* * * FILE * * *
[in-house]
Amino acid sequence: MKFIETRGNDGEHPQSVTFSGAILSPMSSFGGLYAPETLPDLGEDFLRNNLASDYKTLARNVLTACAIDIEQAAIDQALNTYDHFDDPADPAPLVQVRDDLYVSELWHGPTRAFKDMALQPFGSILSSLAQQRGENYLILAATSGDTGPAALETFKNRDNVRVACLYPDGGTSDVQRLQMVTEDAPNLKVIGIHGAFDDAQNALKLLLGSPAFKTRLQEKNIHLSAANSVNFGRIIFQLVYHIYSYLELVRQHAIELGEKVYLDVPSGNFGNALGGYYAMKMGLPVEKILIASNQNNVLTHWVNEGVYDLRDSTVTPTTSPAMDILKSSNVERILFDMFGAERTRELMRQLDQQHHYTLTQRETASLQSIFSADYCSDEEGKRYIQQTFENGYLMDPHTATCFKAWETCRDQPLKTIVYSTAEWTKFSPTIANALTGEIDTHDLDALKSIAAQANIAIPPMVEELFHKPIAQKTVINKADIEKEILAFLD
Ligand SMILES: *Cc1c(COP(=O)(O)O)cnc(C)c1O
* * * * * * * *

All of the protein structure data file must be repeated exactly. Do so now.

[in-house]
Amino acid sequence: MKFIETRGNDGEHPQSVTFSGAILSPMSSFGGLYAPETLPDLGEDFLRNNLASDYKTLARNVLTACAIDIEQAAIDQALNTYDHFDDPADPAPLVQVRDDLYVSELWHGPTRAFKDMALQPFGSILSSLAQQRGENYLILAATSGDTGPAALETFKNRDNVRVACLYPDGGTSDVQRLQMVTEDAPNLKVIGIHGAFDDAQNALKLLLGSPAFKTRLQEKNIHLSAANSVNFGRIIFQLVYHIYSYLELVRQHAIELGEKVYLDVPSGNFGNALGGYYAMKMGLPVEKILIASNQNNVLTHWVNEGVYDLRDSTVTPTTSPAMDILKSSNVERILFDMFGAERTRELMRQLDQQHHYTLTQRETASLQSIFSADYCSDEEGKRYIQQTFENGYLMDPHTATCFKAWETCRDQPLKTIVYSTAEWTKFSPTIANALTGEIDTHDLDALKSIAAQANIAIPPMVEELFHKPIAQKTVINKADIEKEILAFLD
Ligand SMILES: *Cc1c(COP(=O)(O)O)cnc(C)c1O